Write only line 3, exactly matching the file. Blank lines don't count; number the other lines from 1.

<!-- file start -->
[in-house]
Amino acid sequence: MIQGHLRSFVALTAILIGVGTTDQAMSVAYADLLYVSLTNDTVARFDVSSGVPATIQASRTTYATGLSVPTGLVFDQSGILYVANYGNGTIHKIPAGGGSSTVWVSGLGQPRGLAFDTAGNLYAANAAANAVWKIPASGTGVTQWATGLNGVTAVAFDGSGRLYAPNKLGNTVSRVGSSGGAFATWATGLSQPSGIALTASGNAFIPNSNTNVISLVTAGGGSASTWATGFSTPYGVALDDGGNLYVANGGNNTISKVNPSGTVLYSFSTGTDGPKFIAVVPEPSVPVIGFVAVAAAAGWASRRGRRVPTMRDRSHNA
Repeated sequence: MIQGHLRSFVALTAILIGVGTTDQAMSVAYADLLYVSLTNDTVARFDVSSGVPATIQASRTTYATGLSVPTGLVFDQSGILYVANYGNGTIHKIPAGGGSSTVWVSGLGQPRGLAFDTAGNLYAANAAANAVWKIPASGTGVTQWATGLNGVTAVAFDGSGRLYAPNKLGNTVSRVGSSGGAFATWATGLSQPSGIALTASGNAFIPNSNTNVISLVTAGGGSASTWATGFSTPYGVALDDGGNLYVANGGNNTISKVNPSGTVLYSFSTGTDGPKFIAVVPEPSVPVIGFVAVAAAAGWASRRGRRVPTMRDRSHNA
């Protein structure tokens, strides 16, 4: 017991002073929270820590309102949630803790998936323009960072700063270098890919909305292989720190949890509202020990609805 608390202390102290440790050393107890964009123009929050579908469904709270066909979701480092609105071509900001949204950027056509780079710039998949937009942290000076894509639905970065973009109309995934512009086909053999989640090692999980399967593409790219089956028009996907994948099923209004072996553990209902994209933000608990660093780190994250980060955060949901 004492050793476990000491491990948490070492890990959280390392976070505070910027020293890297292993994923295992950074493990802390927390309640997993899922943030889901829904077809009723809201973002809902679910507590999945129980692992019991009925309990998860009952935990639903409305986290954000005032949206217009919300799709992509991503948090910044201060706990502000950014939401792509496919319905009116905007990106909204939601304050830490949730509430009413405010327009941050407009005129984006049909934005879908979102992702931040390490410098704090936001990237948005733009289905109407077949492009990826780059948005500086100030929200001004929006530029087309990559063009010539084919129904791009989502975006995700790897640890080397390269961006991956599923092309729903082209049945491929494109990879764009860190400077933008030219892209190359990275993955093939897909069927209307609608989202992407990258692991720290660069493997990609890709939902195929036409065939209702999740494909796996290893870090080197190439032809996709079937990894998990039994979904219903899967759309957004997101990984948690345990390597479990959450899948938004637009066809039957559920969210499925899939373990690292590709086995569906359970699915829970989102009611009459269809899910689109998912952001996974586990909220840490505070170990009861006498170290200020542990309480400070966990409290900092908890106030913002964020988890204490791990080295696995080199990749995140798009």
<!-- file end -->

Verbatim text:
Repeated sequence: MIQGHLRSFVALTAILIGVGTTDQAMSVAYADLLYVSLTNDTVARFDVSSGVPATIQASRTTYATGLSVPTGLVFDQSGILYVANYGNGTIHKIPAGGGSSTVWVSGLGQPRGLAFDTAGNLYAANAAANAVWKIPASGTGVTQWATGLNGVTAVAFDGSGRLYAPNKLGNTVSRVGSSGGAFATWATGLSQPSGIALTASGNAFIPNSNTNVISLVTAGGGSASTWATGFSTPYGVALDDGGNLYVANGGNNTISKVNPSGTVLYSFSTGTDGPKFIAVVPEPSVPVIGFVAVAAAAGWASRRGRRVPTMRDRSHNA